Hacking the Google Ventures Sprint


Why hack the GV Sprint process?

The Google Ventures Sprint process is a great tool for solving complex problems using design thinking in 5 days. But does it work for coming up with creative ideas? The short answer is: yes! But there are a few ways that you can hack the process to get the most from it if you’re looking to generate inspiring, creative ideas. Whilst Sprints, and design thinking in general, are becoming commonplace in Product Development teams, it’s less widely adopted in Marketing departments.

At CreateFuture we’ve run the Sprint process many times with marketing and brand teams to come up with the core creative concept for a campaign, or to generate a bank of content ideas.

(I’m going to assume you know the GV Sprint process. If you don’t, you can watch this short intro video)

Without further ado, here are my tips:

Before you start

Get stakeholders bought in and lined up as they might not be used to this process. It can be daunting, especially if they are used to ‘outsourcing’ their creativity. Make sure everyone understands and is (reasonably) comfortable with the process you’re going to go through.

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Day 1 - Mapping

Rather than pain points or broken journeys, use your Experience Mapping time to identify opportunities to engage that you may not already be making the most of. Rather than a linear journey, we sometimes instead work through either a Customer Experience or Loyalty loop instead.

Our Top Tip: Be creative about the experts you bring in. Yes, you need people who can critique and improve your journey map but you also want to bring people in to challenge, provoke thought and inspire.

Day 2 - Ideas

Use Lightning Demos to look at examples of where people have evoked the same emotional reaction that you want to and driven the same behaviour - I love this bit the most as you get to see so many cool examples. Tears have been known in some of these sessions!

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You may end up with a LOT of ideas. Not all of them good. So remind everyone of the brief regularly at this stage - what questions are you trying to answer - and be strict about whether the ideas meet the criteria you’ve set. Creative ideas tend to be more subjective but you need to stay on point.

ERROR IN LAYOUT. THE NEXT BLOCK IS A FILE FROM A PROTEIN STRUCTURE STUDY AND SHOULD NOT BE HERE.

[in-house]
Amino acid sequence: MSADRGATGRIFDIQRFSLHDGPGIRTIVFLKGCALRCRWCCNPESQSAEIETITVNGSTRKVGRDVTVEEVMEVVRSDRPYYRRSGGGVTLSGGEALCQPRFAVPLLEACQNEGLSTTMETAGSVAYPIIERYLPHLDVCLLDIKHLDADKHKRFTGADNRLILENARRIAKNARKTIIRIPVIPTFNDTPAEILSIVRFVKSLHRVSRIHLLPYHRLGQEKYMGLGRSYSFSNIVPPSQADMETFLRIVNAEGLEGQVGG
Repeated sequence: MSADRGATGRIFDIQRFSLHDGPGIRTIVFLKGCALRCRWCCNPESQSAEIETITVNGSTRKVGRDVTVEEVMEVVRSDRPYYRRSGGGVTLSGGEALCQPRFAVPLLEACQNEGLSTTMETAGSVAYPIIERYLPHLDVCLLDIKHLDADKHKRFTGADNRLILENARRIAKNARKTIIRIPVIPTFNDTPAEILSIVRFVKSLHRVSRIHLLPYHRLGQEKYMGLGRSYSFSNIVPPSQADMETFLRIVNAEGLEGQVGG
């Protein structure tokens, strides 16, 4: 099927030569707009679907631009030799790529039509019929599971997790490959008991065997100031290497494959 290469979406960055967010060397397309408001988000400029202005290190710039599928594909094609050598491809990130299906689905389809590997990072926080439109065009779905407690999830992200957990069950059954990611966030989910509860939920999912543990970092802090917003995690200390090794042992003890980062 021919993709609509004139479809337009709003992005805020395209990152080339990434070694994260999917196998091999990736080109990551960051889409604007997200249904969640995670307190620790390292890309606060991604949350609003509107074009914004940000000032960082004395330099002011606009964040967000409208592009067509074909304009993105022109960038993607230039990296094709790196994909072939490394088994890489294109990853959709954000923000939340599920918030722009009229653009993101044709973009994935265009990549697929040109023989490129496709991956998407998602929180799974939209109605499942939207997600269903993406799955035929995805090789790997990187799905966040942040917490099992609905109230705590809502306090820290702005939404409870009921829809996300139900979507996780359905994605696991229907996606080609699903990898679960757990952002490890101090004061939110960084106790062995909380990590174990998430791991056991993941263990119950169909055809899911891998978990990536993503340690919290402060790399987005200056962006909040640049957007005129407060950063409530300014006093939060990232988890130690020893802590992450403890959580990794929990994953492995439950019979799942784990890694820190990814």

Our Top Tip: At this stage I suggest you PAUSE. Chances are you’ll have lots of valuable fragments of ideas and interesting concepts, but you’ll rarely have something that resembles the finished article. We often take a day out to look at how the ideas could hang together as part of a marketing or campaign strategy. The ideas may also need a bit more development, building on the core concept, to give you what you need.

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Day 3 - Storyboarding

You have the core creative concept, so think about how to test it. With creative ideas (rather than a digital journey where you might want people to create a task) you can use AdCepts, landing pages or even just a couple of visuals to communicate the idea.

Our Top Tip: Define the beginning and end of your journey before you start. Filling in the first and last slide of your storyboard will help you to create a more concise and controlled storyboard.

Day 4 - Prototyping


Often marketing teams have really creative people in them, so use that talent - from copywriters, designers to planners. Go beyond the core sprint team and get them involved.

Our Top Tip: Prototyping is a busy day in a sprint, make sure everyone has a role and understands what they are responsible for, that way you can be sure everyone is pulling in the same direction.


Day 5 - Testing

Creative ideas are more subjective and often people will want to tell you they like it to keep you happy (which is less of a risk if you’re asking them to complete a task). Design your questions carefully - asking them if they like it isn’t going to cut it. Think about the emotions and behaviour you want to illicit in them.

Our Top Tip: Test your tech before you start. Whether your testing on-site or remotely make sure the tech works. Nothing will ruin the flow of a test like keynote not casting properly or your subject being unable to access your internal video conference system!

In the past we’ve known the initial concepting stage to take months. Bad ideas are held onto for too long. Good ideas are ignored because they don’t come from ‘the creatives’ and way too much time, cost and energy is invested in ideas before they’re ever tested with your audience. Sprints have helped us come up with tested, award winning, highly effective ideas in days and weeks, meaning we can take them forward into production with confidence.

Watch Jessica’s full GV Sprint hacking talk

Hopefully this article helps you make the most of your sprint if you’re using it to come up with creative ideas for a campaign or broader marketing activity.

If you have any questions, or hacks of your own, please don’t hesitate to get in touch.

Jessica Mullen